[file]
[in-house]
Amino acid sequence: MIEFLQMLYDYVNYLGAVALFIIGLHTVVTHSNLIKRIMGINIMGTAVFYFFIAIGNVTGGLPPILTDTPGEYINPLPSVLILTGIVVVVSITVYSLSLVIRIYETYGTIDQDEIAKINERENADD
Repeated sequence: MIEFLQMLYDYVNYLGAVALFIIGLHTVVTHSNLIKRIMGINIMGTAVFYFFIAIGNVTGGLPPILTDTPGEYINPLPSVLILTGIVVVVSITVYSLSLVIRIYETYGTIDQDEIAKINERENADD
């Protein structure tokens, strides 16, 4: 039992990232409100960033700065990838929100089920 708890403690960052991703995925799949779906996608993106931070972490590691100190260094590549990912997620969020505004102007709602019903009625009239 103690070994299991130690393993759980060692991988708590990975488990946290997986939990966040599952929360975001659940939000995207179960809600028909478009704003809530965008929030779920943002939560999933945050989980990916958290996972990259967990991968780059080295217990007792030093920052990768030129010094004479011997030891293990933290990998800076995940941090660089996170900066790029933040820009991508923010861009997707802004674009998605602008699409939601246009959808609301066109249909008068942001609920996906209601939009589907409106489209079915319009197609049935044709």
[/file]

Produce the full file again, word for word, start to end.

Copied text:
[in-house]
Amino acid sequence: MIEFLQMLYDYVNYLGAVALFIIGLHTVVTHSNLIKRIMGINIMGTAVFYFFIAIGNVTGGLPPILTDTPGEYINPLPSVLILTGIVVVVSITVYSLSLVIRIYETYGTIDQDEIAKINERENADD
Repeated sequence: MIEFLQMLYDYVNYLGAVALFIIGLHTVVTHSNLIKRIMGINIMGTAVFYFFIAIGNVTGGLPPILTDTPGEYINPLPSVLILTGIVVVVSITVYSLSLVIRIYETYGTIDQDEIAKINERENADD
């Protein structure tokens, strides 16, 4: 039992990232409100960033700065990838929100089920 708890403690960052991703995925799949779906996608993106931070972490590691100190260094590549990912997620969020505004102007709602019903009625009239 103690070994299991130690393993759980060692991988708590990975488990946290997986939990966040599952929360975001659940939000995207179960809600028909478009704003809530965008929030779920943002939560999933945050989980990916958290996972990259967990991968780059080295217990007792030093920052990768030129010094004479011997030891293990933290990998800076995940941090660089996170900066790029933040820009991508923010861009997707802004674009998605602008699409939601246009959808609301066109249909008068942001609920996906209601939009589907409106489209079915319009197609049935044709």